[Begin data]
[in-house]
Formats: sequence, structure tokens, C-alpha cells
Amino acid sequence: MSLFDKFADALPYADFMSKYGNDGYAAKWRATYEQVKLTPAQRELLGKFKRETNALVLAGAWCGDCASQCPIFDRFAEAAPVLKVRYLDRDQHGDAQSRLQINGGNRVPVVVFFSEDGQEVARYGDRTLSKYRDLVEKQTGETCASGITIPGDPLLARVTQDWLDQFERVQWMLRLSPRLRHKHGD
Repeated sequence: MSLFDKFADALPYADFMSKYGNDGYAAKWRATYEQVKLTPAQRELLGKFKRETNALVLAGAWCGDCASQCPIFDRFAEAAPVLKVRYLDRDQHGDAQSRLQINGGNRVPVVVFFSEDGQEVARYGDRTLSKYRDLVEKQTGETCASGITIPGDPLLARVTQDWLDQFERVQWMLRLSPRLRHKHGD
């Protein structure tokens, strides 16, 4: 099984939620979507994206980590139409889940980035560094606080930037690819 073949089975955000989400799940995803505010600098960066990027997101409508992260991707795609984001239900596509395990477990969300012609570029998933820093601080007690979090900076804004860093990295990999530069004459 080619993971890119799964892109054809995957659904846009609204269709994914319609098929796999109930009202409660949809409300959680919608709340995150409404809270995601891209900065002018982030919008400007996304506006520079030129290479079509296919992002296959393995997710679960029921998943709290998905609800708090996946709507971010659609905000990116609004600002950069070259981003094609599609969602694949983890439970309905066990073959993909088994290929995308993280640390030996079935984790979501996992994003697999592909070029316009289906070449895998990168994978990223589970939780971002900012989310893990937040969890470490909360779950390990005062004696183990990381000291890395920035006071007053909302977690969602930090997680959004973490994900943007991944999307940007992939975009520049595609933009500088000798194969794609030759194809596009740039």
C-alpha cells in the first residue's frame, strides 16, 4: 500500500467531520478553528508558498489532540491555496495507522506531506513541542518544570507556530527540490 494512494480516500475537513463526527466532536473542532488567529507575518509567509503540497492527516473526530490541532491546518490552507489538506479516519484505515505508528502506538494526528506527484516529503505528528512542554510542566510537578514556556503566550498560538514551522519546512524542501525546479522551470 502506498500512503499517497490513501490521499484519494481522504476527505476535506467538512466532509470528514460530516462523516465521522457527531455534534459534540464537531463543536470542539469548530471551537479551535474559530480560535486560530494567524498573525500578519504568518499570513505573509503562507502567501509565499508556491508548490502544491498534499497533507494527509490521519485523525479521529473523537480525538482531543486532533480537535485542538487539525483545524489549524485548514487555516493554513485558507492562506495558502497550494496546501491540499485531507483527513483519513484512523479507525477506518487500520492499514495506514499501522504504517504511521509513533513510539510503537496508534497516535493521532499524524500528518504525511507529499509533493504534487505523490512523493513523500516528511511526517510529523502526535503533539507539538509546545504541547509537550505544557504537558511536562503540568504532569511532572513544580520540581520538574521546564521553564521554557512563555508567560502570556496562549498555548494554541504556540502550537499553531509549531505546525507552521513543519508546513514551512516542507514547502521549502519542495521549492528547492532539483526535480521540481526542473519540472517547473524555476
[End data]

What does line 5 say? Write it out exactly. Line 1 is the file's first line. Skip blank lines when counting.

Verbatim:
């Protein structure tokens, strides 16, 4: 099984939620979507994206980590139409889940980035560094606080930037690819 073949089975955000989400799940995803505010600098960066990027997101409508992260991707795609984001239900596509395990477990969300012609570029998933820093601080007690979090900076804004860093990295990999530069004459 080619993971890119799964892109054809995957659904846009609204269709994914319609098929796999109930009202409660949809409300959680919608709340995150409404809270995601891209900065002018982030919008400007996304506006520079030129290479079509296919992002296959393995997710679960029921998943709290998905609800708090996946709507971010659609905000990116609004600002950069070259981003094609599609969602694949983890439970309905066990073959993909088994290929995308993280640390030996079935984790979501996992994003697999592909070029316009289906070449895998990168994978990223589970939780971002900012989310893990937040969890470490909360779950390990005062004696183990990381000291890395920035006071007053909302977690969602930090997680959004973490994900943007991944999307940007992939975009520049595609933009500088000798194969794609030759194809596009740039």